7 Open Pedagogy: A Response to David Wiley
What is Open Pedagogy? David Wiley recently asserted:
“…there’s apparently a temptation to characterize good educational practice as open educational practice.
But that’s not what open means.
As I’ve argued many times, the difference between free and open is that open is “free plus.” Free plus what? Free plus the 5R permissions. … open pedagogy is the set of teaching and learning practices only possible or practical in the context of the 5R permissions. Or, to operationalize, open pedagogy is the set of teaching and learning practices only possible or practical when you are using OER.”
I’m, however, inclined to think about open pedagogy as a philosophy of teaching and learning that in its core, as Maha suggested, has an ethos of sharing and social justice. I’m under the spell of bell hooks right now so I will define open pedagogy as the way she frames it in her book Teaching Community: A Pedagogy of Hope:
Intentional approaches in teaching that encourage students to have “the will to explore different perspectives and change one’s mind as new information is presented” (emphasis mine).
Open pedagogy may include the 5Rs of OER (Retain, Reuse, Revise, Remix, Redistribute content), or it may not; the discussion on 5Rs to me is simply an issue of method, not methodology (the broad philosophical orientation to the methods used). Open pedagogy might enable many methods, in other words ways of doing things, to achieve its goals. Take Clint Lalonde’s Digital Humanities students who shared their work online without open licenses, take the awesome open courses offered by the Virginia Commonwealth University (I wrote my dissertation on one of their courses). Are we saying that these educators haven’t been engaging in open pedagogy? That they were using some other method simply because their focus is not on 5Rs?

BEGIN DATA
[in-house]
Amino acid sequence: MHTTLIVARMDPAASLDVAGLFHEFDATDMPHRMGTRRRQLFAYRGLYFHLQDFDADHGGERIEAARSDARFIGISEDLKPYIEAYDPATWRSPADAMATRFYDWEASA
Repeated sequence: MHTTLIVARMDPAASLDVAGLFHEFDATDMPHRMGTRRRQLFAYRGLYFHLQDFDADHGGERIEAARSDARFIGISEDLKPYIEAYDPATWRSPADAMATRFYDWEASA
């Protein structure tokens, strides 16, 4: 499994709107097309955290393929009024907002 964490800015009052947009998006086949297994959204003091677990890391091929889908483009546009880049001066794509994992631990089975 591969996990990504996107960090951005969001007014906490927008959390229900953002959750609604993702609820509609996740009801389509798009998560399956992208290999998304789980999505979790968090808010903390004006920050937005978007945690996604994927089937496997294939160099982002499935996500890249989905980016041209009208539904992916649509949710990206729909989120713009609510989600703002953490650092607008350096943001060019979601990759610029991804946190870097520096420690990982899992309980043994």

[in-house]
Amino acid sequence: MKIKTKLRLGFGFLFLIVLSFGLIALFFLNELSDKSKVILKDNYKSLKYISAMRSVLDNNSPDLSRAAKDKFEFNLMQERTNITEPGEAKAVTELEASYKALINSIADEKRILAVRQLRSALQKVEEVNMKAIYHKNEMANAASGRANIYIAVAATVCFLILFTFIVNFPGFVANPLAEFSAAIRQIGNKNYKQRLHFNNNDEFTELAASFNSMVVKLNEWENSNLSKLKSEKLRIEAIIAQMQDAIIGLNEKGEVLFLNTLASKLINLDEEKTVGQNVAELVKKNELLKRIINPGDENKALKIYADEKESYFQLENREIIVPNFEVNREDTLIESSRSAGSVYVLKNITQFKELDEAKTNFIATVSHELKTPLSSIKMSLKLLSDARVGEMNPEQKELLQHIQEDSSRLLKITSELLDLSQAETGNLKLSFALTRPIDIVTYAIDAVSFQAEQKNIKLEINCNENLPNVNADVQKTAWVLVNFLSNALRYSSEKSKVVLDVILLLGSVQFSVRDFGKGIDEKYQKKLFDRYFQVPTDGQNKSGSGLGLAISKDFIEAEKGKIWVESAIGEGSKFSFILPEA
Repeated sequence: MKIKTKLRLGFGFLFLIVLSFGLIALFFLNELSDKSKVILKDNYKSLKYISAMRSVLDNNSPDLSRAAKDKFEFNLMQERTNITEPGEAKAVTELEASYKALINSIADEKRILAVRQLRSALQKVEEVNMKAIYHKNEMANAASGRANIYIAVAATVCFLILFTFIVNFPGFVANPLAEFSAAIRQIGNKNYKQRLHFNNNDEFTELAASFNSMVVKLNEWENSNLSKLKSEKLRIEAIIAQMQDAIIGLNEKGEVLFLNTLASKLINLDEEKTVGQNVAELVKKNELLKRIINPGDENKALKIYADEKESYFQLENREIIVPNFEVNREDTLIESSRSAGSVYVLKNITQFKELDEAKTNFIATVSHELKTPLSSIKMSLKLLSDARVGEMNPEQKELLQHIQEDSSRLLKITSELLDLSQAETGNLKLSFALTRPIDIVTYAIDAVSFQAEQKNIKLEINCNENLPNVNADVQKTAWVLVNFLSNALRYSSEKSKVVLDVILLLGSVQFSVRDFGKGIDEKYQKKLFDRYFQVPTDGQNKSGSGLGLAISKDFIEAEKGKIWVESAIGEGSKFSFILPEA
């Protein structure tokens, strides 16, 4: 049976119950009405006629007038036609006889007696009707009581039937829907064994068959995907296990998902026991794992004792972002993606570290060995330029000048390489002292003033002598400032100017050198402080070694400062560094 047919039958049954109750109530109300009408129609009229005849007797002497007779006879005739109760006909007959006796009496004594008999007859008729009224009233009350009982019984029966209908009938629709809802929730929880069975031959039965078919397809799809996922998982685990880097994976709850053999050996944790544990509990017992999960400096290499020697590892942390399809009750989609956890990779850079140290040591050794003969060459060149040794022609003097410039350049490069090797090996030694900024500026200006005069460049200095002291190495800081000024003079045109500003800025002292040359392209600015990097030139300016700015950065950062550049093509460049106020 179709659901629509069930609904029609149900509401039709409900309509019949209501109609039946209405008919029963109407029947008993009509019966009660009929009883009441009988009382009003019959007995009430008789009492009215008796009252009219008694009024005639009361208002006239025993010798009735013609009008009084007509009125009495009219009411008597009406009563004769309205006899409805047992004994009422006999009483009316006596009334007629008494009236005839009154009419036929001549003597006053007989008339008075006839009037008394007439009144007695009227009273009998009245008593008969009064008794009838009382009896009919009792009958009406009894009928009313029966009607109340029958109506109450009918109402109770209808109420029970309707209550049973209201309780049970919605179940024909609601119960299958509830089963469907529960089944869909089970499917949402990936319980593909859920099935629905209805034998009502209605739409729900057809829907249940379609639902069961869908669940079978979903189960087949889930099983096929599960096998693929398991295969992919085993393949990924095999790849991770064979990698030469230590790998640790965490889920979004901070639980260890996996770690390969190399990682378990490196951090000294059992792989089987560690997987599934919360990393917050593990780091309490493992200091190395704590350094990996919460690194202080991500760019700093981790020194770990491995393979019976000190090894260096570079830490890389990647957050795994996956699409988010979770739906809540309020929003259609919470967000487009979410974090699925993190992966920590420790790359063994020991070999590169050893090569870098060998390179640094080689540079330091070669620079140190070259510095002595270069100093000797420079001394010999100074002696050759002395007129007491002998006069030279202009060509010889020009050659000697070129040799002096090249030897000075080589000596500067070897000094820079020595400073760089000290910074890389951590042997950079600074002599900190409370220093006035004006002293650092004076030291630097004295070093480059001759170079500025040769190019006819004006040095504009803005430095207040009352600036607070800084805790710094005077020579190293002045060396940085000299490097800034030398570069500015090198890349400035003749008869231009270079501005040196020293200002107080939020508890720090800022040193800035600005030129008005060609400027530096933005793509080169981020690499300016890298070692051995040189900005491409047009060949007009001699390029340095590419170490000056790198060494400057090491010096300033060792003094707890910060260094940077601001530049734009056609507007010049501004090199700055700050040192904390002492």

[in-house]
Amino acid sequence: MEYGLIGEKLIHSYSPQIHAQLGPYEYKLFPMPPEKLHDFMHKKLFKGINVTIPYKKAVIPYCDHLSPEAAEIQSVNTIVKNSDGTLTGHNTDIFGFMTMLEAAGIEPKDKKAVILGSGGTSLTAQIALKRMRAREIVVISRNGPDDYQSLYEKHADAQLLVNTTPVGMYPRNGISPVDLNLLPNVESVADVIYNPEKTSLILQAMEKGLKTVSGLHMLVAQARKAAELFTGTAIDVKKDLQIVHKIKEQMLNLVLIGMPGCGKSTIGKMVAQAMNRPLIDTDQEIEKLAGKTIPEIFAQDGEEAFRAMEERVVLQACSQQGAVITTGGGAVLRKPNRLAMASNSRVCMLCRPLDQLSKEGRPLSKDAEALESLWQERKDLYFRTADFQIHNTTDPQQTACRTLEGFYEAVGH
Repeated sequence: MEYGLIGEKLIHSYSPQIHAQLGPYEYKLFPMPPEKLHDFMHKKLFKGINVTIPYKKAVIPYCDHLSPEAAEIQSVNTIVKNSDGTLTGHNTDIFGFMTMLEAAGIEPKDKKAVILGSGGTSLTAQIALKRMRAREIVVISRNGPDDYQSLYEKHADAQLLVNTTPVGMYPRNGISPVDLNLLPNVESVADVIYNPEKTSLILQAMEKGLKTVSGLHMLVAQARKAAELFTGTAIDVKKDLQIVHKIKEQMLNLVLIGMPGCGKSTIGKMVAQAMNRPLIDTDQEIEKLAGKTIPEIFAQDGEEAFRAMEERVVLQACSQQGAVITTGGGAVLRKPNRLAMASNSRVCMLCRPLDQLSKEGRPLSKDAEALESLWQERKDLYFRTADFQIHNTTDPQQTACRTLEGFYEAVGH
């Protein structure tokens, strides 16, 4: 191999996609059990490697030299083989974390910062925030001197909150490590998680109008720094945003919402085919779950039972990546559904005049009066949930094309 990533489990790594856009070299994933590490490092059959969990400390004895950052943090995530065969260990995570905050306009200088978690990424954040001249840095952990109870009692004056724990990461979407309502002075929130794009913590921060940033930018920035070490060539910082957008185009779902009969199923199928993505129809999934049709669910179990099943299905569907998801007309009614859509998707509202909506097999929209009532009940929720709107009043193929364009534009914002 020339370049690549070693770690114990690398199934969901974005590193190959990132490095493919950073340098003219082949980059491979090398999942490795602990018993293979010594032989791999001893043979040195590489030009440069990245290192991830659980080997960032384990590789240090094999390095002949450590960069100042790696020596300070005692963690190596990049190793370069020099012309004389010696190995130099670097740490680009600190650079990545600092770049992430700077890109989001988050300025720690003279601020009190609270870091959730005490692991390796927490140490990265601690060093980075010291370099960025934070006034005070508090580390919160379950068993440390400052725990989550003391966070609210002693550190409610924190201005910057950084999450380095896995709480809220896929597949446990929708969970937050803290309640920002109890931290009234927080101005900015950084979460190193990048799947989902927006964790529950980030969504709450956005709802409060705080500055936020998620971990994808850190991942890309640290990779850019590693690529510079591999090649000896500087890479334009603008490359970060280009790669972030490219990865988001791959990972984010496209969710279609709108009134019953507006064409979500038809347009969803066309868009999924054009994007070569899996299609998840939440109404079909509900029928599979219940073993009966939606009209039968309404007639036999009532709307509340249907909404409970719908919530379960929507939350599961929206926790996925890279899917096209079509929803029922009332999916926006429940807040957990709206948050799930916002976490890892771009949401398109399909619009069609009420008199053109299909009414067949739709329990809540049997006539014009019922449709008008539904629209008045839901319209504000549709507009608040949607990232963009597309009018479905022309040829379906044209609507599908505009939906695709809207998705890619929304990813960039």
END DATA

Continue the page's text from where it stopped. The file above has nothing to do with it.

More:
In a reflective post Sheila Mc Neill posted a resource by Bronwyn Hegarty titled Attributes of Open Pedagogy. This is more comprehensive than Wiley’s framing of open pedagogy but, again, I think there is a confusion here between the application of specific methods (which are context-dependent) and a larger paradigm of teaching and learning centering on sharing and social justice (or sharing for the aim of social justice).
bell hooks writes:
“Throughout my academic career I have sought the spaces of openness, fixing my attention less on the ways colleagues are closed and more and searching for the place of possibility” [for positive change].
What are our “spaces of possibility”? How do we construct those spaces and nurture democratic learning environments where people get exposed to different perspectives, challenge the way they view the world and their position in it? How can we help our students, and one another, have the will to learn enthusiastically and passionately, despite all the difficulties that come with deep learning?
Why does it matter to have this discussion on the meaning of open pedagogy? Because openness is contextual and messy. As Maha says:
“When we call anything “open” we need to clarify: What are we opening, how are we opening it, for whom, and why?”
I’m ending my post with a quote from Rajeev Balasubramanyam or this
rant post will go forever. This piece is on artists’ responses to right wing politics but there is a lot we can apply to education. Rajeev says:
“The artist of faith is able not only to live inside of this uncertainty, but to create from it, to surrender to the unknown and, by doing so, to make peace with it. This is a political act not least because it is the one thing that fundamentalists of every hue will always oppose. Fundamentalists seek to erase uncertainty, to replace the unknown with crass, bludgeoning answers, but the writer of faith gazes into this void with open eyes, even, or perhaps particularly, when she is afraid, seeking to share what she sees with others in who find themselves in similar situations.”
Suzan is a researcher and educator with a PhD in Learning Technologies, Curriculum and Instruction. Suzan’s recent research focuses on gender inequality and feminist theory and practice in open and distance learning. Suzan is on Twitter: @suzanKoseoglu, and occasionally blogs at https://differentreadings.com/